Be mindful of field edges along ditch banks, adjacent host plants such as weedy flowering fields, or where Irish potatoes or a substantial acreage of corn is present. These areas are often a likely source of migrating adult tarnished plant bugs. In taking samples from randomly selected sweeping sites, pay attention to possible differences in plant bug distributions, particularly changes in levels from the edge to the interior of the field. Significantly higher levels around field perimeters may indicate an invading tarnished plant bug population. Try to initiate samples not less than 50 feet from the field edge, since there are more tarnished plant bugs near field edges and densities are variable. Finally, smaller fields with more “edge” than “interior” are more at risk for infestation than larger fields.
Once blooming has been underway for 1 to 2 weeks, square retention is a less reliable indicator of possible tarnished plant bug feeding, due to natural square loss for mostly weather-related reasons. In blooming cotton, the presence of tarnished plant bugs and their damage is best assessed by continuing fruit examinations, evaluating dirty blooms, and by the use of a black beat sheet (i.e., ground cloth).
Tarnished plant bug feeding on large squares damages their pollen anthers which subsequently show up as easy-to-spot brownish to black anthers when the flower opens. Although we do not recommend the use of a dirty bloom threshold, dirty blooms are easy to spot and may indicated tarnished plant bug activity.
During the bloom period, a black beat cloth (also called a ground cloth, drop cloth or shake sheet) is probably the best tool to access live tarnished plant bug levels. The rolled-up cloth is unfurled between two rows to the base of the plants and the cotton plants are firmly beaten onto the area between the rows covered by the cloth. This video below covers the proper use of the black beat cloth. Because tarnished plants bug may be active, they should be counted quickly.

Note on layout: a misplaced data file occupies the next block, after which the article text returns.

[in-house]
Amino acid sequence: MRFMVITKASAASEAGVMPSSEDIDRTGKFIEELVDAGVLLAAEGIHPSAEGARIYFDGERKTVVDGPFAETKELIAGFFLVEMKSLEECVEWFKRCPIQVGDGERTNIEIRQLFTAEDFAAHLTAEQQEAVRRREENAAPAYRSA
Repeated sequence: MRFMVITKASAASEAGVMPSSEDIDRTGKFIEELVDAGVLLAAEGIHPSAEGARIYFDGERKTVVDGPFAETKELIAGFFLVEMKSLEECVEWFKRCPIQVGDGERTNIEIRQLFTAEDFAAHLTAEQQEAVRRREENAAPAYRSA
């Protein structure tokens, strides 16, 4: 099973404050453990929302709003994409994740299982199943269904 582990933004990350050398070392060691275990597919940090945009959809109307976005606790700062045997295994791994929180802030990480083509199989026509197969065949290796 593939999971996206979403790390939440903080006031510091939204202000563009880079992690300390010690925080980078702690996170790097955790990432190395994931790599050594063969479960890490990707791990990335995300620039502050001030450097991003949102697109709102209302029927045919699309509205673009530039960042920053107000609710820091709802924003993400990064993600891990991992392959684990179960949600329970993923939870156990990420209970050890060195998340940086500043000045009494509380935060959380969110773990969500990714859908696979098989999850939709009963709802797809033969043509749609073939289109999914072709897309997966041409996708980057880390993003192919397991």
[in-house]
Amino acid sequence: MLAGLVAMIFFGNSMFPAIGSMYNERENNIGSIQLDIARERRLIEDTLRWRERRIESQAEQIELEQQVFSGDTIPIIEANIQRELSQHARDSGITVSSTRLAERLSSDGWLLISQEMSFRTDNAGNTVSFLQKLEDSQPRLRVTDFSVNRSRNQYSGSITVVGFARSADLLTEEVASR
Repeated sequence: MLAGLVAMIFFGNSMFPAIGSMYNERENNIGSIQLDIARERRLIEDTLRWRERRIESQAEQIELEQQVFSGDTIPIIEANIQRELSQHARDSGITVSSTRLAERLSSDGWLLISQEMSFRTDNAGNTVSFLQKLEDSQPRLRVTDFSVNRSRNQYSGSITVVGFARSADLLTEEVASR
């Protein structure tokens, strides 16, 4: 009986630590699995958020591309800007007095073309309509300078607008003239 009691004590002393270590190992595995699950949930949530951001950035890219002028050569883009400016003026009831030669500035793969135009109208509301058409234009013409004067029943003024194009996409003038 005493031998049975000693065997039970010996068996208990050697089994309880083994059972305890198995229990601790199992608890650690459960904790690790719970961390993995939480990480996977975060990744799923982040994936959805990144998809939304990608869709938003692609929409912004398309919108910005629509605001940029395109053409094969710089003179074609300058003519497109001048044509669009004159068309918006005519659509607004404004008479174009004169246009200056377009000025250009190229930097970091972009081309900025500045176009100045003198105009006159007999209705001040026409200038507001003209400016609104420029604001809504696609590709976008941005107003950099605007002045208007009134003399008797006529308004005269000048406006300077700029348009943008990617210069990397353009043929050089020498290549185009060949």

Researchers have found that the small tarnished plant bug nymphs are much easier to identify on a black beat cloth than older standard white beat cloth. Scouts should be aware that tarnished plant bugs may be more common at field edges or in rank areas. These trends should be noted by scouts, as they are sometimes taken into consideration in making treatment decisions. However, this occurrence also points out the need to sample randomly from throughout the cotton field.
Tarnished Plant Bug Thresholds
Pre-bloom: Tarnished plant bug sweeping advised where retention of young terminal and lateral squares in pre-bloom cotton is less than 80 percent.
- 8* plant bugs per 100 sweeps (from initiation of squaring until the first or second week of blooming) AND <80% square retention.
*The sweep net threshold may be raised to 10 if fruiting begins on node 4 through 6, or lowered to 6 or 7 if fruiting has begun on node 8 or higher. Thresholds also may be lowered somewhat in stressed cotton.
Post-bloom: Post-bloom thresholds begin approximately 1 to 2 weeks after bloom initiation.
- 2-3** adult plus nymph stage plant bugs per 5 row feet taken from 6 to 8 locations in the field.
** Use 2.5 foot black beat cloth between two adjacent cotton rows.